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Students will learn the why and how to use I-Statements to communicate about their feelings.
By the end of the lessons, students will be able to:
- Identify the difference between an I-Statement and a You-Statement
- Use an I-Statement
- Transform a You-Statement into an I-Statement
- Identify the six basic emotions and related feelings
I-Statements are a way of expressing feelings that encourages students to focus on what they are feeling instead on what others did. I-Statements can be used to discuss both positive and negative feelings, but they are particularly useful in conflict resolution: if we just talk about our own feelings instead of assigning blame, conversations can quickly move to resolution. It is okay and actually helpful to name the “awkwardness” of expressing emotions in such a structured format.
This lesson starts with a review of the I-Statement structure (many students at this age have heard of them): I Feel (emotion) when (event) because (thought about event). Then the class practices creating and saying I-Statements. You end with a discussion and/or journal-time about why I-Statements are useful.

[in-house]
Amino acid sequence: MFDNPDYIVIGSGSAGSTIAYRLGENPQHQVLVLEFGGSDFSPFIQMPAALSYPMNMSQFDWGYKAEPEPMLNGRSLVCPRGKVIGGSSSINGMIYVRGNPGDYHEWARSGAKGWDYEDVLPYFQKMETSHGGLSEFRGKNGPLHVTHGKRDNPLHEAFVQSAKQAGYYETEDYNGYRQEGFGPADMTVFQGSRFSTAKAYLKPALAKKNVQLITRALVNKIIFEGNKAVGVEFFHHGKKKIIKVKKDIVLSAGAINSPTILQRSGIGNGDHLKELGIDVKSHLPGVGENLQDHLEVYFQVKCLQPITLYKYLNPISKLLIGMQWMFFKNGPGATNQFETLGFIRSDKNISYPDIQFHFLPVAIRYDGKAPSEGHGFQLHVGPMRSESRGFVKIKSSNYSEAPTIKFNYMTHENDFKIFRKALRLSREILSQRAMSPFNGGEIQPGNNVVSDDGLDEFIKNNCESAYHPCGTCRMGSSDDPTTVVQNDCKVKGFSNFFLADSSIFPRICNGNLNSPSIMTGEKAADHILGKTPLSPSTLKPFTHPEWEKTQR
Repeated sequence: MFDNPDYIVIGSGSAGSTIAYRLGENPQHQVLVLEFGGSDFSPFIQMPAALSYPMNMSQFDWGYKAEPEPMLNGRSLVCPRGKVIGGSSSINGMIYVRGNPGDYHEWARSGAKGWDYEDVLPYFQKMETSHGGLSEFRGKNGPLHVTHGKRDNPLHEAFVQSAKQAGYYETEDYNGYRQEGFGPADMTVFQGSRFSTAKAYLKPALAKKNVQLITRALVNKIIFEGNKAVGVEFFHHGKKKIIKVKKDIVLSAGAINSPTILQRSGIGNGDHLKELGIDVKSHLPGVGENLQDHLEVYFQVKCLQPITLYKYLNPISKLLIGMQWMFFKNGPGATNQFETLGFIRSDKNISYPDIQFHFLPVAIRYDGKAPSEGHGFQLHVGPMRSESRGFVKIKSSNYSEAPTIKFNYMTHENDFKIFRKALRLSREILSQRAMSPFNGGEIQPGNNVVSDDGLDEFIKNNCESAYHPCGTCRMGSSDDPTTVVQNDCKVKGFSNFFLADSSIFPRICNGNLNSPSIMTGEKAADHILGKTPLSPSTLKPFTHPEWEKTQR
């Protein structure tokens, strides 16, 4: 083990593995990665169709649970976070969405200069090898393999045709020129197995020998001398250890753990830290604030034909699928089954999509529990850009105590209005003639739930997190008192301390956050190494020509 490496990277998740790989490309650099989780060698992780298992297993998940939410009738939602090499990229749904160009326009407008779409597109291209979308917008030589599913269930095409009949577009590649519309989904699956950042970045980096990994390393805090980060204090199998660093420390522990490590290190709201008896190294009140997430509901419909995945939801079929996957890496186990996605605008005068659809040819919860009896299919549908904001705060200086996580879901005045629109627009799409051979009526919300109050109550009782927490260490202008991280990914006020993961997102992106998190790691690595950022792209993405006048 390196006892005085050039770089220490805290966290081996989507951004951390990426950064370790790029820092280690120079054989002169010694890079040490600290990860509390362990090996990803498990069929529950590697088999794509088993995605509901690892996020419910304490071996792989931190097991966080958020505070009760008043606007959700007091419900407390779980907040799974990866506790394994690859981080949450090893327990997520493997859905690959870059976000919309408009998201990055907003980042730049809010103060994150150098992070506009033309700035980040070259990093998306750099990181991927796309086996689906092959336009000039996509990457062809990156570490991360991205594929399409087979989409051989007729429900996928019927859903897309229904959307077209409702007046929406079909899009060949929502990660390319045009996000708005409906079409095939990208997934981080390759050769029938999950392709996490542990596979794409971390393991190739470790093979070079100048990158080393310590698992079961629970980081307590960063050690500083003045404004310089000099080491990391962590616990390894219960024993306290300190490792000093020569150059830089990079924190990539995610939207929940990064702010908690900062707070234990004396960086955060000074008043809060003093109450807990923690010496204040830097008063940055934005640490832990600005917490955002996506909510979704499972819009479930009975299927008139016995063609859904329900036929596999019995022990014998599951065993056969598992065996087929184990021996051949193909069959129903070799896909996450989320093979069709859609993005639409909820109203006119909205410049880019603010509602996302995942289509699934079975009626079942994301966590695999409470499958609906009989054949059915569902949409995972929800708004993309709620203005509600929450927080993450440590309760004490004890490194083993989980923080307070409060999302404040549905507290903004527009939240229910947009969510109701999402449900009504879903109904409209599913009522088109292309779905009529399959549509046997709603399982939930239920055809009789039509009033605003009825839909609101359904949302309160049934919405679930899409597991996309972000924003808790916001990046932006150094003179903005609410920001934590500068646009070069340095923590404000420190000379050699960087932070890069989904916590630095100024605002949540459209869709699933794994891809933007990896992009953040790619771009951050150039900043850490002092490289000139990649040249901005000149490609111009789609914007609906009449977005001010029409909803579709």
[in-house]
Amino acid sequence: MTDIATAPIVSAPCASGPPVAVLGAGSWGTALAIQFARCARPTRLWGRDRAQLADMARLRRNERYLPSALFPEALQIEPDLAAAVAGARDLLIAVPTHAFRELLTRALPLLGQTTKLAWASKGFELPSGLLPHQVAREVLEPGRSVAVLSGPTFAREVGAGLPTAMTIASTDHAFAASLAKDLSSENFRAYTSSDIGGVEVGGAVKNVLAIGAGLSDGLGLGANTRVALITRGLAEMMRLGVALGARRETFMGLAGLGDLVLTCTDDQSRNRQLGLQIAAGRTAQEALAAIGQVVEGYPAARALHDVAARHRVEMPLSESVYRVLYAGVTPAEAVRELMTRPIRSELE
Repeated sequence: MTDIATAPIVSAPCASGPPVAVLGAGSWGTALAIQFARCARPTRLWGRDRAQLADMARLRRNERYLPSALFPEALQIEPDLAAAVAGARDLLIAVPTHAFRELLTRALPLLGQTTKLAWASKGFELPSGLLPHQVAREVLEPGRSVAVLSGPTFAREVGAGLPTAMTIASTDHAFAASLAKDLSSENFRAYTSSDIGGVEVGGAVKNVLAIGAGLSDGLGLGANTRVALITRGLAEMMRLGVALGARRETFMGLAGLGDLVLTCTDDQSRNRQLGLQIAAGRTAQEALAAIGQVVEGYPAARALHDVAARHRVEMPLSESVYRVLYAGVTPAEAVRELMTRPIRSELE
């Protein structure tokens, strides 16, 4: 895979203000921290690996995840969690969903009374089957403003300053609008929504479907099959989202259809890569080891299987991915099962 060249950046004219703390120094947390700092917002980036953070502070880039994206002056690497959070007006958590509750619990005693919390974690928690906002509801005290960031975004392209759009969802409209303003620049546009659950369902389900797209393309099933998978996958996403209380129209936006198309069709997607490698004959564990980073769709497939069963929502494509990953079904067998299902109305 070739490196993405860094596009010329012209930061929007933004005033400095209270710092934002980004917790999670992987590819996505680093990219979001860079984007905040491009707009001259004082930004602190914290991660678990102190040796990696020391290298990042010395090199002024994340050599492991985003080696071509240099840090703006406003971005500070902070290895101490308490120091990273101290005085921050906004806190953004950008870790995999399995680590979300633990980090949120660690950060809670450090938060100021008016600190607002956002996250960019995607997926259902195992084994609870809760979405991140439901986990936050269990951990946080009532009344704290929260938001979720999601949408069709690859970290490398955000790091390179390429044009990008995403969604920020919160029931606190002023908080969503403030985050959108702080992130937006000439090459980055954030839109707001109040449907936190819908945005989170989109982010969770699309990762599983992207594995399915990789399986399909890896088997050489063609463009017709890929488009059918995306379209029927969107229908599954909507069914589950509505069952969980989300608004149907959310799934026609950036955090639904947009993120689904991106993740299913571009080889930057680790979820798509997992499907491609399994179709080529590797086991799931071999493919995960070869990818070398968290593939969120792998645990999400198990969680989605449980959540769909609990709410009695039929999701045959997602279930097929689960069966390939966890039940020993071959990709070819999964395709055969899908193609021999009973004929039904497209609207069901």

The mindful moment is about noticing new aspects of your surroundings. If live, invite students to show on camera what new thing they have noticed. If recorded, show something new from your own home.
See lesson one on Mindfulness for our remote teaching recommendations about doing either live online or recorded social-emotional learning lessons.
When asking students to show the I-Statements they’ve created, have them write them in large print on paper and show them to the camera and look at one another’s (you can have them show their work group-by-group).
If you want to do the Turn You Into I activity in groups, give students time to think on their own before you send them into breakout groups. Not comfortable with breakout groups, have them chat in small groups.
The Turn You Into I activity can easily be turned into a worksheet assigned for homework.
Self-awareness: The abilities to understand one’s own emotions, thoughts, and values and how they influence behavior across contexts. This includes capacities to recognize one’s strengths and limitations with a well-grounded sense of confidence and purpose.
Relationship skills: The abilities to establish and maintain healthy and supportive relationships and to effectively navigate settings with diverse individuals and groups. This includes the capacities to communicate clearly, listen actively, cooperate, work collaboratively to problem solve and negotiate conflict constructively, navigate settings with differing social and cultural demands and opportunities, provide leadership, and seek or offer help when needed.